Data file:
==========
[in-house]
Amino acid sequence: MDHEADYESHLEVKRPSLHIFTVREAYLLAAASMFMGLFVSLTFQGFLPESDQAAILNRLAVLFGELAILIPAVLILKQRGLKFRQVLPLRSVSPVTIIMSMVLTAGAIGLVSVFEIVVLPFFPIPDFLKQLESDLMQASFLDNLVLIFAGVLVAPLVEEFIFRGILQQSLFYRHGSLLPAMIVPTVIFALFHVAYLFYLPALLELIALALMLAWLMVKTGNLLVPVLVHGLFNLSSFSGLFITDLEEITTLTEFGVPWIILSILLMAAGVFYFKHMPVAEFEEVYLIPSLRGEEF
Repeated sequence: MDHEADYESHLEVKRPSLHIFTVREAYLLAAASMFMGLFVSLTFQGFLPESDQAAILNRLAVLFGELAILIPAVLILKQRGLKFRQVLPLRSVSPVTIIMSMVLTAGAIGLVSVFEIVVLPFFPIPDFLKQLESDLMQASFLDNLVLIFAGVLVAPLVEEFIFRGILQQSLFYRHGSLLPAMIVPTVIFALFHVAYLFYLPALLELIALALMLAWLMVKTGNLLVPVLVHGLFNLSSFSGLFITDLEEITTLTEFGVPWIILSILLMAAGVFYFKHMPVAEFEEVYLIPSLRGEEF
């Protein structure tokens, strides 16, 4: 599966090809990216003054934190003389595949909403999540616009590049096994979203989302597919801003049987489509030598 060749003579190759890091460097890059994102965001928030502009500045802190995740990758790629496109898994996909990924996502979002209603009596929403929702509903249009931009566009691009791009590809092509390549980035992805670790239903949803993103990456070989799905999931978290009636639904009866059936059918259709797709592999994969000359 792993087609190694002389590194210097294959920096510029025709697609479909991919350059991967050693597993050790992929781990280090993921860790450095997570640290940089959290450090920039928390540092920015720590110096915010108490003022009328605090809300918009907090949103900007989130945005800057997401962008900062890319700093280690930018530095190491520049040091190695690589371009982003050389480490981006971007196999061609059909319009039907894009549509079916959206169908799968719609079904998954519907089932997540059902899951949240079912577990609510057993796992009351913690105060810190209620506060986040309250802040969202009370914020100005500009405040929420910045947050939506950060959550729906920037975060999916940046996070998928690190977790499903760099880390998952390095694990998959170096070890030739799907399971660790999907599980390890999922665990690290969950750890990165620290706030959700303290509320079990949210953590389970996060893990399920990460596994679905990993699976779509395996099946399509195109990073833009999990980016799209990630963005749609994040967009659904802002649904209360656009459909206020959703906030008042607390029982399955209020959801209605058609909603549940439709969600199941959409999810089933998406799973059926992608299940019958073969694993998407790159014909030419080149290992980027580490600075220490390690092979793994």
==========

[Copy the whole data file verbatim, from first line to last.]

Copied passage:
[in-house]
Amino acid sequence: MDHEADYESHLEVKRPSLHIFTVREAYLLAAASMFMGLFVSLTFQGFLPESDQAAILNRLAVLFGELAILIPAVLILKQRGLKFRQVLPLRSVSPVTIIMSMVLTAGAIGLVSVFEIVVLPFFPIPDFLKQLESDLMQASFLDNLVLIFAGVLVAPLVEEFIFRGILQQSLFYRHGSLLPAMIVPTVIFALFHVAYLFYLPALLELIALALMLAWLMVKTGNLLVPVLVHGLFNLSSFSGLFITDLEEITTLTEFGVPWIILSILLMAAGVFYFKHMPVAEFEEVYLIPSLRGEEF
Repeated sequence: MDHEADYESHLEVKRPSLHIFTVREAYLLAAASMFMGLFVSLTFQGFLPESDQAAILNRLAVLFGELAILIPAVLILKQRGLKFRQVLPLRSVSPVTIIMSMVLTAGAIGLVSVFEIVVLPFFPIPDFLKQLESDLMQASFLDNLVLIFAGVLVAPLVEEFIFRGILQQSLFYRHGSLLPAMIVPTVIFALFHVAYLFYLPALLELIALALMLAWLMVKTGNLLVPVLVHGLFNLSSFSGLFITDLEEITTLTEFGVPWIILSILLMAAGVFYFKHMPVAEFEEVYLIPSLRGEEF
């Protein structure tokens, strides 16, 4: 599966090809990216003054934190003389595949909403999540616009590049096994979203989302597919801003049987489509030598 060749003579190759890091460097890059994102965001928030502009500045802190995740990758790629496109898994996909990924996502979002209603009596929403929702509903249009931009566009691009791009590809092509390549980035992805670790239903949803993103990456070989799905999931978290009636639904009866059936059918259709797709592999994969000359 792993087609190694002389590194210097294959920096510029025709697609479909991919350059991967050693597993050790992929781990280090993921860790450095997570640290940089959290450090920039928390540092920015720590110096915010108490003022009328605090809300918009907090949103900007989130945005800057997401962008900062890319700093280690930018530095190491520049040091190695690589371009982003050389480490981006971007196999061609059909319009039907894009549509079916959206169908799968719609079904998954519907089932997540059902899951949240079912577990609510057993796992009351913690105060810190209620506060986040309250802040969202009370914020100005500009405040929420910045947050939506950060959550729906920037975060999916940046996070998928690190977790499903760099880390998952390095694990998959170096070890030739799907399971660790999907599980390890999922665990690290969950750890990165620290706030959700303290509320079990949210953590389970996060893990399920990460596994679905990993699976779509395996099946399509195109990073833009999990980016799209990630963005749609994040967009659904802002649904209360656009459909206020959703906030008042607390029982399955209020959801209605058609909603549940439709969600199941959409999810089933998406799973059926992608299940019958073969694993998407790159014909030419080149290992980027580490600075220490390690092979793994």